Over at Nanoclast, Dexter Johnson writes:
It seems when nanotech is applied to photovoltaics it can either boost their efficiency to new heights or it can cheapen their manufacturing process. But it never seems to provide a solution to both of these. It’s always a tradeoff: increased efficiency but difficult manufacturing processes or a cheaper production process but less efficiency.
The solution to this, of course, is that the efforts in nanotech research should be going toward developing atomically-precise machinery that can do the manufacturing. Like any form of research and capital formation – vs – consumption question, there is a balance between this and direct application-oriented work, but the more spent on the former, the better in the long run. And the use of the word “nanotechnology” to characterize the latter has confused the issue.
As I wrote in Nanofuture:
… the stuff that’s going on in most labs today under the name of nanotechnology may make smaller computer chips, or stronger aerospace materials, or whatever, but it’s really more of the same old conventional technology by another name. You don’t need to read a whole new book to learn that people are trying to make more stain-resistant (and expensive) pants, or stronger (and more expensive) tennis racquets, or smaller, faster computers. Nor do you need to worry over the fact that marketing departments will be calling these things, and lots of other things over the coming years, “nanotechnology”–it’s just a word.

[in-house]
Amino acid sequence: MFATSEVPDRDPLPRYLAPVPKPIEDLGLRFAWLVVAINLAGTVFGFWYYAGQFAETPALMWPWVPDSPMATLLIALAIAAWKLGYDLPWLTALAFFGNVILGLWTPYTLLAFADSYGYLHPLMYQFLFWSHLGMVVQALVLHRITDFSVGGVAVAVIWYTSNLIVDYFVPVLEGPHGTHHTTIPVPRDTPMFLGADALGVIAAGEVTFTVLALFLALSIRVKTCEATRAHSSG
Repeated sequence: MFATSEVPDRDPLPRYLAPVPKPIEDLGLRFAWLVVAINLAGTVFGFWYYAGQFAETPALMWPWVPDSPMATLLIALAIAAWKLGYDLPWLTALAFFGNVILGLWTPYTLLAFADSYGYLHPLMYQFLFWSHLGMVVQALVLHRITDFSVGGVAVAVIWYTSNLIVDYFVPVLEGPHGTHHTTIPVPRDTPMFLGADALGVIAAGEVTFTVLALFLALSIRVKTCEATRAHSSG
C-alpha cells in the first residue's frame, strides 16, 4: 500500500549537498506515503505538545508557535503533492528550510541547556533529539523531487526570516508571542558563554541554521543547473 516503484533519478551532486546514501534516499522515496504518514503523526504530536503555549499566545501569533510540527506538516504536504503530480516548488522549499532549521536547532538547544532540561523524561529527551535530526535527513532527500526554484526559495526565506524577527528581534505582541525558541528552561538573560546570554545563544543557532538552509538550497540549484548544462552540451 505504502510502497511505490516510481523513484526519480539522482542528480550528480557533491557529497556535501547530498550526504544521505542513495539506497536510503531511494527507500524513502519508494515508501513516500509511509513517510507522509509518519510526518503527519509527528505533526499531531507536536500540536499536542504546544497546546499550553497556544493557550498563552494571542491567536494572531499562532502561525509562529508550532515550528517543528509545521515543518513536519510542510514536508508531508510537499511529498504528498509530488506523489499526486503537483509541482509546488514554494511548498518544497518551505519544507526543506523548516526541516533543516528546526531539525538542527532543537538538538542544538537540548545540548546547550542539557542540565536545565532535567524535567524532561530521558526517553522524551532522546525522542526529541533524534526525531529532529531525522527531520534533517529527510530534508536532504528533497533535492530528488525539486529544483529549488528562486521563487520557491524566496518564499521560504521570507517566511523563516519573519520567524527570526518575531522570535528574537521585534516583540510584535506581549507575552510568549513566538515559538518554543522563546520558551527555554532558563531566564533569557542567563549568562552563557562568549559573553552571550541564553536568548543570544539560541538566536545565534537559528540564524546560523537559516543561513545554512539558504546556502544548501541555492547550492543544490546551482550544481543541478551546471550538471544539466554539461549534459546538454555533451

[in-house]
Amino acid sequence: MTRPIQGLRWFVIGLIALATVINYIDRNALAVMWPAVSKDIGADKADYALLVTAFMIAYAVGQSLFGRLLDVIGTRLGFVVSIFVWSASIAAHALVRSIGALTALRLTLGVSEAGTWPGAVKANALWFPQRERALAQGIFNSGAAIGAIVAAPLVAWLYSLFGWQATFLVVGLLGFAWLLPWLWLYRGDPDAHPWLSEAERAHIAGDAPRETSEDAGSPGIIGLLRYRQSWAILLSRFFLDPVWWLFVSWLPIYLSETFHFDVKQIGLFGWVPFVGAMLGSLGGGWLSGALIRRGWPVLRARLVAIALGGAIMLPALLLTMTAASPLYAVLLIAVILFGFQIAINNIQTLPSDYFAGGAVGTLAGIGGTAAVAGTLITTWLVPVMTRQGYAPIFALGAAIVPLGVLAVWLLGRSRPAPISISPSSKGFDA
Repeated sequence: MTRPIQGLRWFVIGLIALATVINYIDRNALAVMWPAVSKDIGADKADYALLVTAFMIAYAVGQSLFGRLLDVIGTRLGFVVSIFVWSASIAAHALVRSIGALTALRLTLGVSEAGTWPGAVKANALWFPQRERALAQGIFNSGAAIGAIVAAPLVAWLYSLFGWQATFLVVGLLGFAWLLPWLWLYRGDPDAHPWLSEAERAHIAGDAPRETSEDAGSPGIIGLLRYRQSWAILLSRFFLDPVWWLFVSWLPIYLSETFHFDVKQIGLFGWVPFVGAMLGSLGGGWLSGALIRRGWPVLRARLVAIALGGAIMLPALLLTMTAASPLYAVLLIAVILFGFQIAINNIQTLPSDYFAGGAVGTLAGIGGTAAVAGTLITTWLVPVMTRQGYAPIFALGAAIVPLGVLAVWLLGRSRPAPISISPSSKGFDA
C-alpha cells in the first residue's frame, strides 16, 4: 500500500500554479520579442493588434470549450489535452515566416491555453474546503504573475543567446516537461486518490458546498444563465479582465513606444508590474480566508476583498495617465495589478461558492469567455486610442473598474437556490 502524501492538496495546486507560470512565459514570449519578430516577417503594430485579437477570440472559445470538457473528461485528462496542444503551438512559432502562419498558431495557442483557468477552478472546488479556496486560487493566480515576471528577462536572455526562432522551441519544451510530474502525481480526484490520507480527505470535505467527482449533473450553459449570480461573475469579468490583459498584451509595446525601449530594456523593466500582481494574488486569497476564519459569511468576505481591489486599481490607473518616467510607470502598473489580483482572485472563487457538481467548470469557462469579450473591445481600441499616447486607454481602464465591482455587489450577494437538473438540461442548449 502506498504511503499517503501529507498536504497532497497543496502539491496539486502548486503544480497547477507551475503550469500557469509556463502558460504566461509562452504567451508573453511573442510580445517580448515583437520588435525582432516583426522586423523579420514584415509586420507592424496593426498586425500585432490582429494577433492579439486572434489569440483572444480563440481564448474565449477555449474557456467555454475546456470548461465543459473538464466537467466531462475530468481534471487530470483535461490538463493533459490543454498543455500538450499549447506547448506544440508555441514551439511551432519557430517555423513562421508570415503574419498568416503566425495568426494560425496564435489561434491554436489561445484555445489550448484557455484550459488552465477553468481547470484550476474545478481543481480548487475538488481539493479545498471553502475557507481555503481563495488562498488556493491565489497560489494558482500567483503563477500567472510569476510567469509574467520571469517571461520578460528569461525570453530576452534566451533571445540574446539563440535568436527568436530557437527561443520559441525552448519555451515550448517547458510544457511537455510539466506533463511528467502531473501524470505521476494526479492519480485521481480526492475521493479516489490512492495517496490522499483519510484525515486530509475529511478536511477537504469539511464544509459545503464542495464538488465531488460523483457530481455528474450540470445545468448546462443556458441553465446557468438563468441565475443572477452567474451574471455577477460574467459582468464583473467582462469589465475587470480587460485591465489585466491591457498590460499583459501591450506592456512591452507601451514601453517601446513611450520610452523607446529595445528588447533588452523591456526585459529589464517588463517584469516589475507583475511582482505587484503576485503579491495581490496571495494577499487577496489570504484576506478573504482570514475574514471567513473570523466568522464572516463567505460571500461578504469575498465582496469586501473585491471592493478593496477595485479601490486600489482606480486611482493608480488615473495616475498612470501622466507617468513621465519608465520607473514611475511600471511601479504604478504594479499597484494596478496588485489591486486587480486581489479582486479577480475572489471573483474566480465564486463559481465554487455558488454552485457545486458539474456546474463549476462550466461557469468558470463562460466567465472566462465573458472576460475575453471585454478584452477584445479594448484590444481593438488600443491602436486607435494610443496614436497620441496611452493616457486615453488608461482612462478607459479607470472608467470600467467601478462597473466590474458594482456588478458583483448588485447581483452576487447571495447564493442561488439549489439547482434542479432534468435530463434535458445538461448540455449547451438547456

… So “nanotechnology” really does have two different meanings. One is the broad, “stretched” version meaning any technology dealing with something less than 100 nanometers in size. The other is the original meaning: designing and building machines in which every atom and chemical bond is specified precisely. I’ll refer to the former as “nanoscale technology” when I need to; but I won’t refer to it much. The capabilities and dangers of nanoscale technology are simple and straightforward extensions of current trends in the capabilities and dangers of chemistry, materials science, and microfabrication. The majority of new techniques being discovered and trumpeted as the latest thing in “nanotechnology” today will be obsolete in ten years.
… Nanotechnology has the potential for increasing our physical capabilities more than did the industrial revolution; expanding our ability to learn and communicate more did than the printing press; accelerating our ability to travel more than did the boat or the wheel; and enlarging the range of places we can live more than clothing did. It could induce greater biological changes in the human organism than the difference between humans and chimpanzees; indeed, greater than the difference between humans and horseshoe crabs. It is coming, possibly in the next decade, probably in the next two-and-a-half, almost certainly in the twenty-first century.
Meanwhile, solar power continues to fall in a Moore’s Law – like fashion; but it won’t really be mature until we get real nanotechnology.